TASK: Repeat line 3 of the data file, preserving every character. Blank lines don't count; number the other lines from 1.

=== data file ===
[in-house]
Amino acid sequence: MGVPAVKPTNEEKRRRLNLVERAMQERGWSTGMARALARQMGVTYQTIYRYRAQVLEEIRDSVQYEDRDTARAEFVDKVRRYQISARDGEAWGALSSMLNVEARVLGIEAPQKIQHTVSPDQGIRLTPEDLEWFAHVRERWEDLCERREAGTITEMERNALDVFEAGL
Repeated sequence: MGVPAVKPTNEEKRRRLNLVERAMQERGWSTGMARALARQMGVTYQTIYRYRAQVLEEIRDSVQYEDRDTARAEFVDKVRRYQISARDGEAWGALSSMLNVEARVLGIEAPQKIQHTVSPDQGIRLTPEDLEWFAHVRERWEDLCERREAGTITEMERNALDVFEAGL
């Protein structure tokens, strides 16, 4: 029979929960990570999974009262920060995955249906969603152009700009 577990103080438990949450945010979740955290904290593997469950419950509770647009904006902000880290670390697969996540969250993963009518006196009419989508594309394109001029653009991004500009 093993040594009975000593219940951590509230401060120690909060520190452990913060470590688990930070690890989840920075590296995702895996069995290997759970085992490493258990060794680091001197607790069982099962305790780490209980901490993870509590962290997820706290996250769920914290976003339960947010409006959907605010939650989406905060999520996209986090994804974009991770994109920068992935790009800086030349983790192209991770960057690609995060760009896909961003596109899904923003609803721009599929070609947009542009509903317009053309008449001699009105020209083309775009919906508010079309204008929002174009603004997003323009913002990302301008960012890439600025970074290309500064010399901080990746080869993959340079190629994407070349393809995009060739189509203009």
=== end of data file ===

Repeated sequence: MGVPAVKPTNEEKRRRLNLVERAMQERGWSTGMARALARQMGVTYQTIYRYRAQVLEEIRDSVQYEDRDTARAEFVDKVRRYQISARDGEAWGALSSMLNVEARVLGIEAPQKIQHTVSPDQGIRLTPEDLEWFAHVRERWEDLCERREAGTITEMERNALDVFEAGL